By Brittney Jenkins
NCCU Staff Writer
the Durham VOICE
The 105 degree heat meets you at the door and the 40 percent humidity hits you in the face as you step into the room where shoes are forbidden. You’ve entered the yoga room at Bikram Yoga Durham.
The owner of BYD, Dr. Ralph Newman, opened this Yoga establishment in 2010 in the Golden Belt complex on East Main Street.
Bikram Yoga, first introduced to Newman in 2005, is a specific type of Yoga consisting of a sequence of 26 postures that was patented by a man named Bikram Choudhury in the 60s for therapeutic use.
As a former runner and cyclist, Newman started developing back problems years of running long distances. He started going to the Bikram Yoga studio in Raleigh as an alternative exercise.
“I got everything out of it,” Newman said. “I got endurance, strength, cardiovascular benefits, form and flexibility all in 90 minutes, all out of this one thing [workout].”
In 2008 Newman went to teacher training to be a Bikram Yoga instructor in Acapulco.
“I had in the back of my mind that I wanted to open up my own studio, but I didn’t want to open up in Raleigh because I didn’t want to compete with them,” Newman said.
BYD is Newman’s first business and says that it is a learning process. He talks about how he made mistakes but he learned from them and he gives first time business owners a word of advice. “You have to love what you do and it has to be important to you,” Newman said. “It’s stressful and it’s not easy.”
Since Newman opened the doors to BYD, one of the goals has been to identify the business with the city of Durham and to help the community. Even the logo has undergone two transformations: going from a logo with a traditional Bikram pose, to a more generic logo that can be identified with Bikram yoga, to a logo that instantly identifies itself with Durham.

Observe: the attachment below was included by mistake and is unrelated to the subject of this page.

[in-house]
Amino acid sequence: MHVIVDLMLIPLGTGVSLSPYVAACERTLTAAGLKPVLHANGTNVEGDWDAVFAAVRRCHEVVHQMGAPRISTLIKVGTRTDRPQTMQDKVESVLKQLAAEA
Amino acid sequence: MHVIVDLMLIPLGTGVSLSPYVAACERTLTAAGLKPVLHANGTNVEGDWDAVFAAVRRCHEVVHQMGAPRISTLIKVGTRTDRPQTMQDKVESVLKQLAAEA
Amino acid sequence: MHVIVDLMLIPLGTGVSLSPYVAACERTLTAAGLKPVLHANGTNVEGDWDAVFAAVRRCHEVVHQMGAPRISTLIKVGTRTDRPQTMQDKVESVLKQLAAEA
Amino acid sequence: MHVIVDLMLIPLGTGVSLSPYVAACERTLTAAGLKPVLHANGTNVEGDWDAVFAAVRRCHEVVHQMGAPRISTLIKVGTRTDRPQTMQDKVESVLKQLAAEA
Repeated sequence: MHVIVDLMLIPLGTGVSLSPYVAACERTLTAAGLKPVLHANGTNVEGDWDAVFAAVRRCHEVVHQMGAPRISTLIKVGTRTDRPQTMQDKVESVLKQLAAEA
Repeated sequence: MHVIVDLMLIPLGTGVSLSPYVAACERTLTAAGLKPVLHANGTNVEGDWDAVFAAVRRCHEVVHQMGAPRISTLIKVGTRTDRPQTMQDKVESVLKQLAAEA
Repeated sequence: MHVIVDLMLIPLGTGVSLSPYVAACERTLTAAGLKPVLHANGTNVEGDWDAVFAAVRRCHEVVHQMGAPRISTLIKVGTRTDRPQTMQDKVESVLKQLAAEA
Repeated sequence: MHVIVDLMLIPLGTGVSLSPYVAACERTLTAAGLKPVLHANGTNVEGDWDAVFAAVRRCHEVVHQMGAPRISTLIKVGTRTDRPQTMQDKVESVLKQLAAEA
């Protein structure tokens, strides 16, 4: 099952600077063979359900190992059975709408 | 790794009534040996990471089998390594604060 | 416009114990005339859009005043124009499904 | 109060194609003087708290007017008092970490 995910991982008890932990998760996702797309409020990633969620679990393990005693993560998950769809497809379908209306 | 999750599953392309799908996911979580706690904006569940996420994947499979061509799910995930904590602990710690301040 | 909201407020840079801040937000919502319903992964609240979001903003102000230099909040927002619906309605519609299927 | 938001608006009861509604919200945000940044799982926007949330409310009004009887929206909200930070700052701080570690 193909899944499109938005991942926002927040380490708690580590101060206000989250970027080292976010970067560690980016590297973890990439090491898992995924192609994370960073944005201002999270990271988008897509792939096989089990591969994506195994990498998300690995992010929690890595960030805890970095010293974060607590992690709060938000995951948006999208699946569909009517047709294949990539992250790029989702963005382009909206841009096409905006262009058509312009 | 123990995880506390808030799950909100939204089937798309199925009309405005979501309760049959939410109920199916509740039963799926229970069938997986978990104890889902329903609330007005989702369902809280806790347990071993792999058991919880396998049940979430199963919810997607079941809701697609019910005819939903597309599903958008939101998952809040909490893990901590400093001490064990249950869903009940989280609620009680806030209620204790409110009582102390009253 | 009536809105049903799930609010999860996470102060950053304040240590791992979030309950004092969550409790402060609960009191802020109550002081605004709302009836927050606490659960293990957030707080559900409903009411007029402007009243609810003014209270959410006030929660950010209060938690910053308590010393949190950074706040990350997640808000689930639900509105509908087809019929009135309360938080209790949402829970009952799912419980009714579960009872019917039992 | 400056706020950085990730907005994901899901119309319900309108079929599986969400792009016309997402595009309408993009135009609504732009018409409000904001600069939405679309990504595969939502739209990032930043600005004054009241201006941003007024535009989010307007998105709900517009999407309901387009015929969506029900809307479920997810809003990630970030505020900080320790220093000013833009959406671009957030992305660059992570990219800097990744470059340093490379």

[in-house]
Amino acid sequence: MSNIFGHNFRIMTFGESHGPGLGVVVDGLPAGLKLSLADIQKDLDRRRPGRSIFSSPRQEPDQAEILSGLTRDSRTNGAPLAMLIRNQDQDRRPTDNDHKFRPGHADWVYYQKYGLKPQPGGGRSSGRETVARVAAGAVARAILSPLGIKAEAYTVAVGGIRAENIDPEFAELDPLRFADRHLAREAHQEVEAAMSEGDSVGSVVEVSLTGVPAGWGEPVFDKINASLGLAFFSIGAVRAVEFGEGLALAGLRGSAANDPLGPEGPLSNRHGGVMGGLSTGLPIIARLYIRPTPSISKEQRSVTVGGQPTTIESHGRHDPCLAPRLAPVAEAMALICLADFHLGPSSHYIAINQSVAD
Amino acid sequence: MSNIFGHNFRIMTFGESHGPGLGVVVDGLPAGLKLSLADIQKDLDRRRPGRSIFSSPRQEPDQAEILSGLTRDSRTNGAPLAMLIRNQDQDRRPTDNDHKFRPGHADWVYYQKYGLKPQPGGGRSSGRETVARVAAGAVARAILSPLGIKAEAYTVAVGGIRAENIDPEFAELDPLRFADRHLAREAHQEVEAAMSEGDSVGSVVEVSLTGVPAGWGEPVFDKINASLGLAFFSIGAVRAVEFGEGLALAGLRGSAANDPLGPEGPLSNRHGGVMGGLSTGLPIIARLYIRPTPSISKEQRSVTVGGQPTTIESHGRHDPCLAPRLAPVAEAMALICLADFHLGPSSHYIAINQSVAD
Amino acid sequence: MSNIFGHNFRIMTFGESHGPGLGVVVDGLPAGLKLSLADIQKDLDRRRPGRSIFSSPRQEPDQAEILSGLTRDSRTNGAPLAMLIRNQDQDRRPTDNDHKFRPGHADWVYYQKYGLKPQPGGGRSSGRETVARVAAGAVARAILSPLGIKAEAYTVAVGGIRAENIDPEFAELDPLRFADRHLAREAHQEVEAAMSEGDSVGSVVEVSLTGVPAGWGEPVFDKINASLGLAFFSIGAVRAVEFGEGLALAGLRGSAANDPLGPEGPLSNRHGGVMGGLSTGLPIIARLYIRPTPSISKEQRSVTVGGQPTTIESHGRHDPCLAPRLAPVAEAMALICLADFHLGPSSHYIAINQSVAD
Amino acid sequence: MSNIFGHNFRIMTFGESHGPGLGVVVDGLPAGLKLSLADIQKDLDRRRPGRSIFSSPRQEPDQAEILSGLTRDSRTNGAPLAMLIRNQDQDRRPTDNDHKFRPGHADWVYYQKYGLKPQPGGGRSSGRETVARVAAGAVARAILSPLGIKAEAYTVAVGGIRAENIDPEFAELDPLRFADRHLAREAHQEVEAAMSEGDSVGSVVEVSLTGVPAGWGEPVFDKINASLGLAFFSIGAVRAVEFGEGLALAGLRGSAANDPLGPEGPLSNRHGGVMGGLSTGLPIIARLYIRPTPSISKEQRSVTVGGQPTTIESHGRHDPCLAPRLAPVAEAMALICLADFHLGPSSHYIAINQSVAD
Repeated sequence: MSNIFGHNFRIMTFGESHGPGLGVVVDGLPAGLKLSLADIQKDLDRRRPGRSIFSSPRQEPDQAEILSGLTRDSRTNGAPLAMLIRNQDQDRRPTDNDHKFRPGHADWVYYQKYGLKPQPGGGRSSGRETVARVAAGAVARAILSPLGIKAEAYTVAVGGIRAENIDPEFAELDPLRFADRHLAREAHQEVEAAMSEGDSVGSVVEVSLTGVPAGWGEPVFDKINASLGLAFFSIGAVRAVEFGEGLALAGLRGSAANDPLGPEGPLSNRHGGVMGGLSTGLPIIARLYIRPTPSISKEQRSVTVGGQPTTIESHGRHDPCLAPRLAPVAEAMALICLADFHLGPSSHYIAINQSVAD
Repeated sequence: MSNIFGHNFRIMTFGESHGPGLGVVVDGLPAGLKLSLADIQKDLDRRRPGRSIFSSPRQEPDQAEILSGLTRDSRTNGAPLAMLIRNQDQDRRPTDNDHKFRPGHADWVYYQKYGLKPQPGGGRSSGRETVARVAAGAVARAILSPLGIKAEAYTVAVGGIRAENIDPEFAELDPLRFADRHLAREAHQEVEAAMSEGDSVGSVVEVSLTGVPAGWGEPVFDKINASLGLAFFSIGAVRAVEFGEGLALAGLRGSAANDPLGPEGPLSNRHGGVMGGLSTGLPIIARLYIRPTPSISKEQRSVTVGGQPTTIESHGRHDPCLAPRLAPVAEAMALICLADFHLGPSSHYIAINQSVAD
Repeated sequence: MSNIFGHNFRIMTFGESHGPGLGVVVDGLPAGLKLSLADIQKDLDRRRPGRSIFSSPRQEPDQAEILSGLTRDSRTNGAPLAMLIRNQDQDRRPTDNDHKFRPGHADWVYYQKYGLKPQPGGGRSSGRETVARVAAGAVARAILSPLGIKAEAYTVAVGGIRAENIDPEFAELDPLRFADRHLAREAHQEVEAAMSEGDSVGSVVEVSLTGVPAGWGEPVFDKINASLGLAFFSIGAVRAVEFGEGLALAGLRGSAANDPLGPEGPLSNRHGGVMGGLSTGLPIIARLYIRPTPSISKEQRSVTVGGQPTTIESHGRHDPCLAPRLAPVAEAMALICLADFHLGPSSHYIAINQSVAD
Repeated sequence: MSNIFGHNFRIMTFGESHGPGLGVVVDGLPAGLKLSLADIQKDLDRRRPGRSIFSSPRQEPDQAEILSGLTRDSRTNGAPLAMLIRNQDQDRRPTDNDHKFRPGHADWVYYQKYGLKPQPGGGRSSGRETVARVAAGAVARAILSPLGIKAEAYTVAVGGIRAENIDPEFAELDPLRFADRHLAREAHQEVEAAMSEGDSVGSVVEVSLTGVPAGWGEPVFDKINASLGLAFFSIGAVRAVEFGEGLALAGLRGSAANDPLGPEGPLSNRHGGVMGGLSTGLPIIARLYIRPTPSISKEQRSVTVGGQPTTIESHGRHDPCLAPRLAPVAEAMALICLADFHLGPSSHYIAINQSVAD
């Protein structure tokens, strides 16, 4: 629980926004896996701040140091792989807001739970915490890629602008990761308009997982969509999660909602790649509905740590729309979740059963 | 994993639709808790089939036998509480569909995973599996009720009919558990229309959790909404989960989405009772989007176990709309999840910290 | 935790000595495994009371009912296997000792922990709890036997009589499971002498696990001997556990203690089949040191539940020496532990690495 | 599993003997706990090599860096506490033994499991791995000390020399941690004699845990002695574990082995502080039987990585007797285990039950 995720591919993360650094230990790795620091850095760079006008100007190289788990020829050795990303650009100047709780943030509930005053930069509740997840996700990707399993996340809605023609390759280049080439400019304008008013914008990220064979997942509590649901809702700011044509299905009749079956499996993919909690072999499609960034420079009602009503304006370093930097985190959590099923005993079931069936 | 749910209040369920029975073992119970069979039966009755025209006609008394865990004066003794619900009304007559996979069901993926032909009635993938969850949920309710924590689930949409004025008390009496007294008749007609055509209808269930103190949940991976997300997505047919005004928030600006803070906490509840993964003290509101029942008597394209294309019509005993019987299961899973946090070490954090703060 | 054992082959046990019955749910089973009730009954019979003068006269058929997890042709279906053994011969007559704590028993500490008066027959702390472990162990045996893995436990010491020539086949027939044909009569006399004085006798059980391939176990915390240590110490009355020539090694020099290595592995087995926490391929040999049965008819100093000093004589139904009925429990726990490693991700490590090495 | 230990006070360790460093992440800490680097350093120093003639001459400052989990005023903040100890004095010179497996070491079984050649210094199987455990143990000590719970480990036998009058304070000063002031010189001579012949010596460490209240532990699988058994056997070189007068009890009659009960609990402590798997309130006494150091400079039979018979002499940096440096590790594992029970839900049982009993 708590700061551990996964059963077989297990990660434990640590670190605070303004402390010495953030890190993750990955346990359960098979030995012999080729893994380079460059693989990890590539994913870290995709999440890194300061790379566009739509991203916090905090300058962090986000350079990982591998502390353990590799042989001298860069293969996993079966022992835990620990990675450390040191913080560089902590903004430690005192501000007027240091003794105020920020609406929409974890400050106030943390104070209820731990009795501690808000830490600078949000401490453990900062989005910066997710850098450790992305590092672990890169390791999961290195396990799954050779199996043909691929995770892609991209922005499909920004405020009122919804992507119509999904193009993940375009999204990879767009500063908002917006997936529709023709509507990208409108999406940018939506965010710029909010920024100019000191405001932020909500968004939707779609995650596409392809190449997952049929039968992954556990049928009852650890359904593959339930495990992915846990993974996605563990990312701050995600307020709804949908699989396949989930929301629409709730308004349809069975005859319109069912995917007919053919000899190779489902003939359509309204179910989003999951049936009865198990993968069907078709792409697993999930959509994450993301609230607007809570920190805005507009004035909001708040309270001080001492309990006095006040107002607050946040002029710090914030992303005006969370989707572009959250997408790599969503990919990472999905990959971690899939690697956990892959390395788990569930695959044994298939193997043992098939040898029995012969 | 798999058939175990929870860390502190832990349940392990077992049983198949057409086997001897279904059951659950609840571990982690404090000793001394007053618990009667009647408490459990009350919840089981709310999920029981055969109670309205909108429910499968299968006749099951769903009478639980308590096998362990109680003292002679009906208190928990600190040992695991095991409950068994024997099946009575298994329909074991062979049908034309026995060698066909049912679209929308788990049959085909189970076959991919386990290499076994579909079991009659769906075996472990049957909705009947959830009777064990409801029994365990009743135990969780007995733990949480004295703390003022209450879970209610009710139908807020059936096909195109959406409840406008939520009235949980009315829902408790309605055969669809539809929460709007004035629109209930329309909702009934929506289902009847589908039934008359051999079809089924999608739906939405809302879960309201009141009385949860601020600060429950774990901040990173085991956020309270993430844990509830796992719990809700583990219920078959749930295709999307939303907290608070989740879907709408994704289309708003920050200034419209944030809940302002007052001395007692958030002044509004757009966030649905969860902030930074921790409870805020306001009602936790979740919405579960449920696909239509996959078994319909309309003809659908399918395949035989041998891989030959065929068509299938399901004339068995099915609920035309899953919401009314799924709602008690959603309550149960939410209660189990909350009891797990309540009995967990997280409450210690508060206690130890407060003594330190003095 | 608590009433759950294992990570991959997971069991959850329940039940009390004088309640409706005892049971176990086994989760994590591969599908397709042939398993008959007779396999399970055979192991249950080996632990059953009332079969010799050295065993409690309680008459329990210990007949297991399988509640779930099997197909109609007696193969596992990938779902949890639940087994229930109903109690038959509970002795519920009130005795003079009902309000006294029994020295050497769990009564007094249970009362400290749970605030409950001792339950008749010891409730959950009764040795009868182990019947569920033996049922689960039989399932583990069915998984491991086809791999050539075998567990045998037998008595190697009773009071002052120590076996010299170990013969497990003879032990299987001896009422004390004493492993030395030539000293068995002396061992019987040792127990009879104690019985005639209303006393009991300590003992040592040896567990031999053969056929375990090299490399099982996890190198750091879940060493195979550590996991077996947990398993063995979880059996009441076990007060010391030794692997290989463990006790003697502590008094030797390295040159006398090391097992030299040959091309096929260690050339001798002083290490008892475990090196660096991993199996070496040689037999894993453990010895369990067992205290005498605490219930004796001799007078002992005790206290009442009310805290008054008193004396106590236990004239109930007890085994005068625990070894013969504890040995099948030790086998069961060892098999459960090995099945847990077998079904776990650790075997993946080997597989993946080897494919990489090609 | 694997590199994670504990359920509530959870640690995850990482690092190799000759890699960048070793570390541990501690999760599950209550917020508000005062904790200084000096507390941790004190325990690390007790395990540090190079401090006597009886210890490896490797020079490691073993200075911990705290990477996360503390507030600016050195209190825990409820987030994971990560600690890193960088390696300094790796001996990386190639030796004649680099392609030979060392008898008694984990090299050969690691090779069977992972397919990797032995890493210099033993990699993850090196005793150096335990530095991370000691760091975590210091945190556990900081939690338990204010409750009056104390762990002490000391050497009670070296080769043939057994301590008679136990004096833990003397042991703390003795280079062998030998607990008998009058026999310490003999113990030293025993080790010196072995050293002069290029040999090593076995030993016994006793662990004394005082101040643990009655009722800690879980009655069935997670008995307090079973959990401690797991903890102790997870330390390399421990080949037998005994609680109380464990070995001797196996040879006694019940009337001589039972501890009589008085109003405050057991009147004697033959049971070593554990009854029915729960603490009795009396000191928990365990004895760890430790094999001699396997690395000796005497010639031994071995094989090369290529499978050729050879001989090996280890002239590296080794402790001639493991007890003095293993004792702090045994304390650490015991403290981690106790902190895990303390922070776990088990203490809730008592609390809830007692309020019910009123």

Making their logo affiliated with Durham isn’t the only way that Newman and the staff at BYD are making their mark on Durham. In collaboration with the Golden Belt third Friday art walk, BYD holds a Karma Yoga class on that day at 4 p.m., free to the public.
BYD’s work study program is another way for the community to get involved, even if you can’t afford to practice yoga. Participants in the work study program come in the studio twice a month to clean and their compensation is a year of free yoga classes.
Bikram Yoga is unique when it comes to other yoga techniques: it’s hotter than other yoga studios, most of the teachers only know Bikram Yoga, and it doesn’t have any spiritual symbols associated with it.
“Bikram Yoga can be whatever anyone wants to make of it, it’s like a blank slate,” Newman said. If they want it to be spiritual, it can be spiritual, but if someone comes in here purely for exercise, there’s nothing that they have to be spiritual about.”
There is a common trend among the BYD teachers, employees and students: some have never practiced any other type of yoga except Bikram.
Joshua Rand had only been to the BYD studio twice but he said the staff is friendly and the facility is very clean. The 28-year-old Bikram Yoga practitioner, tells everyone who has never tried Bikram yoga to at least try it. “Try it once, you’ll hate it but you’ll love it at the same time.”
“Bikram Yoga Durham benefits the entire person. Not only does it benefit your physical wellbeing but it benefits your emotional and mental wellbeing also,” says Ari Eisenberg, 22, of Maryland and one of BYD’s newest instructors. “It really heals you from the inside out.”